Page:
Answers to political problems, if they are to be found, will be found on the “extremes,” because all problems eventually break down to binary distinctions: Yes or no? Right or wrong? Trying to mix the two options via “moderation” and “compromise,” as Ayn Rand (a philosophical political opposite of Jim Hightower) wrote, fail because “[i]n any compromise between food and poison, it is only death that can win. In any compromise between good and evil, it is only evil that can profit.”

But what if BOTH “extremes” are wrong, as is the case in modern American politics? Better that the extremists be forced to publicly wallow in their errors than that they be allowed to disguise those errors in “moderate” rhetoric. Polarization is good because it exposes truth. And in this case the truth sends us looking for a third, better set of “extremists.”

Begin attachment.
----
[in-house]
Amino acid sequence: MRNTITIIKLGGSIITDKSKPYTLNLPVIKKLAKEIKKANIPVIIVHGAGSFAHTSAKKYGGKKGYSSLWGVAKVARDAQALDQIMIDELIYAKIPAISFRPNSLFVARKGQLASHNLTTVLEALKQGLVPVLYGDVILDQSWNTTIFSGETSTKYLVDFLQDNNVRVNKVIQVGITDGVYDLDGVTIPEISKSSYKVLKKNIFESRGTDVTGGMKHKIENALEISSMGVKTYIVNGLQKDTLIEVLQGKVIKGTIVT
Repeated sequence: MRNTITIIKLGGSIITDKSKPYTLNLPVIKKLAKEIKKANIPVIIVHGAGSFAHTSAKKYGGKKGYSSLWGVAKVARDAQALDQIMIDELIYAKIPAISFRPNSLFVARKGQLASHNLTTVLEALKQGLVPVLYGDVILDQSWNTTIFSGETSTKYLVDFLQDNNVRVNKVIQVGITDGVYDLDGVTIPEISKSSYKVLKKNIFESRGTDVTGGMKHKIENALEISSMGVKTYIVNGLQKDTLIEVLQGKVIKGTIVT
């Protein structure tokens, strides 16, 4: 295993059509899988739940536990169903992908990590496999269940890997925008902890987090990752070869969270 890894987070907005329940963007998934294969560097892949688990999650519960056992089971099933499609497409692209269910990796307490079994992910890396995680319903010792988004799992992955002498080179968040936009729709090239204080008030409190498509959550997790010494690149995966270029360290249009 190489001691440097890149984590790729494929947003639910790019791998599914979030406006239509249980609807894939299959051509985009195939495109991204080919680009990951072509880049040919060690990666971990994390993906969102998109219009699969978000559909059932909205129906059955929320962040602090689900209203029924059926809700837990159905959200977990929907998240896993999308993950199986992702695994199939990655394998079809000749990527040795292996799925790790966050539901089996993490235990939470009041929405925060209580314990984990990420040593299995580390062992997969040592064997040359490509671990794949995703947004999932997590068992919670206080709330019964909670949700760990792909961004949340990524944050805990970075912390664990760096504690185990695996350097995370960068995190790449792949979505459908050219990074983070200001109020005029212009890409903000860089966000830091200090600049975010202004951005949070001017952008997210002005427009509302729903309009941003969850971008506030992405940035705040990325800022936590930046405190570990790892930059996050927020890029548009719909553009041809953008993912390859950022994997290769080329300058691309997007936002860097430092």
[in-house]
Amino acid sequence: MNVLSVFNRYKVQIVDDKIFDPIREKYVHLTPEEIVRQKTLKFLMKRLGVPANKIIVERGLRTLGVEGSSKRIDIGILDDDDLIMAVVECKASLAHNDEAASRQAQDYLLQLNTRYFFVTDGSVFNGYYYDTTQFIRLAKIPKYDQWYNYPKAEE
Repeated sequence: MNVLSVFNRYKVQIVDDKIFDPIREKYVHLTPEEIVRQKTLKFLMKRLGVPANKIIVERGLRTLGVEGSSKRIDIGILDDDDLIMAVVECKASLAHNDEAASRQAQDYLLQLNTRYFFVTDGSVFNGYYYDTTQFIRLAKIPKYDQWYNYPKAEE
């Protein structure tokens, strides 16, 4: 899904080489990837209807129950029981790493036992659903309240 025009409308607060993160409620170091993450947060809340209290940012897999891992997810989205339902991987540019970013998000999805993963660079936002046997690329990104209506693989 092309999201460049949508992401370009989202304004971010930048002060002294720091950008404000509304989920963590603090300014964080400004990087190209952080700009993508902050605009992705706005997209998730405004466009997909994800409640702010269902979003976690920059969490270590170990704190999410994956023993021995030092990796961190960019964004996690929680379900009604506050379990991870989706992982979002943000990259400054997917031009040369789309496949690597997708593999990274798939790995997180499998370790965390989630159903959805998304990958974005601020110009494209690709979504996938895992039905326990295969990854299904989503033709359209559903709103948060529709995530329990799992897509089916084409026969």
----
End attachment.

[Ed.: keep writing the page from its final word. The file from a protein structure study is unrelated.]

William Lloyd Garrison, the namesake of the advocacy journalism center for which I write, exemplified this approach. He stood full force against chattel slavery for decades as the Democrats, Whigs, Free Soilers and Republicans floated multiple compromises, provisos and other schemes that culminated in the Civil War … and in complete victory for Garrison’s cause.

Libertarians are the third, correct “extreme.” We don’t want to take your wealth and redistribute it. Not to “the poor.” Not to “defense contractors.” Not to anyone. We think you’re a better judge than “extremists” or “moderates” of either major political party when it comes to how to spend what you earn.